Zimbabwean teachers, who argue that they are tired of the unfulfilled promises of improved remuneration from their employer, have given the government a one-week ultimatum to attend to their concerns or they will embark on a crippling labour strike.

According to a report carried by the privately-owned NewsDay, on Tuesday, the Amalgamated Rural Teachers Union of Zimbabwe (Artuz) notified President Emmerson Mnangagwa’s Government of their intentions to down tools if the Harare administration fails to address their concerns in seven days.

“We are determined for an industrial action, unless our grievances are addressed, and we officially handed our letter to government on Tuesday,” Artuz president Obert Masaraure was quoted by the NewsDay as saying.

Asked on the matter, Public Service, Labour and Social Welfare minister Paul Mavima, said he was out of the country and could therefore not comment on the issue since he hadn’t seen the letter from the country’s underpaid educators.

On the other hand, Progressive Teachers Union of Zimbabwe (PTUZ) president Takavafira Zhou pledged unity with Artuz, saying:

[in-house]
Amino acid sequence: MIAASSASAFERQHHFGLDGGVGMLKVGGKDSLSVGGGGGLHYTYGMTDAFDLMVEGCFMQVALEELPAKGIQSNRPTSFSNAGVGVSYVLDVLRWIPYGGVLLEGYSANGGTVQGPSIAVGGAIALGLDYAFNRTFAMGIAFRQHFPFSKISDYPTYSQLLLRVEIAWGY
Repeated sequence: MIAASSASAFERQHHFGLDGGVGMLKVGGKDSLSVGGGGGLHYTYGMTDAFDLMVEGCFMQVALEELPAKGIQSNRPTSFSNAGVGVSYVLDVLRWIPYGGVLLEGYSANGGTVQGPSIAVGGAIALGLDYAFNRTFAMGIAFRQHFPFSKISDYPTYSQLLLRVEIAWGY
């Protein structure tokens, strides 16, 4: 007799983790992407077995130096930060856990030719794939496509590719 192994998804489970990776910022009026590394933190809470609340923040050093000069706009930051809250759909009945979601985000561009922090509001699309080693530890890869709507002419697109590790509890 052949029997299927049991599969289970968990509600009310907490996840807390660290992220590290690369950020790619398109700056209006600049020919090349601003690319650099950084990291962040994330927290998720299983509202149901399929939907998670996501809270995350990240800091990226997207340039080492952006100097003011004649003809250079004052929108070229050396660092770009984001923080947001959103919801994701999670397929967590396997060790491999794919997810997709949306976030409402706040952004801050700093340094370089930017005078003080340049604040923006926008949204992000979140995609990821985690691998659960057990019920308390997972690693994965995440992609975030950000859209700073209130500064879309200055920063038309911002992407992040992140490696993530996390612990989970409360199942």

“Our belief is that we need to be united as teachers and approach the government as a united front. If nothing happens, we are also going on industrial action as we are not happy with the deductions on teachers’ payslips. We are under-paid”.

Weighing in, PTUZ secretary-general, Raymond Majongwe said:

“The government is taking too long to address our grievances. I believe it is now good at infuriating teachers. I believe Finance minister Mthuli Ncube is a victim of forgetfulness. If they fail to meet our demands this coming June, we will demonstrate as provided by the Constitution.”

Teachers have perennially demanded for the restoration of the pre-October 2018 salaries of a monthly minimum wage of US$540.

However, Minister Ncube last week told Parliament that a salary demand of US$540 by government teachers was misleading, saying the educators used to earn half of the amount in 2018.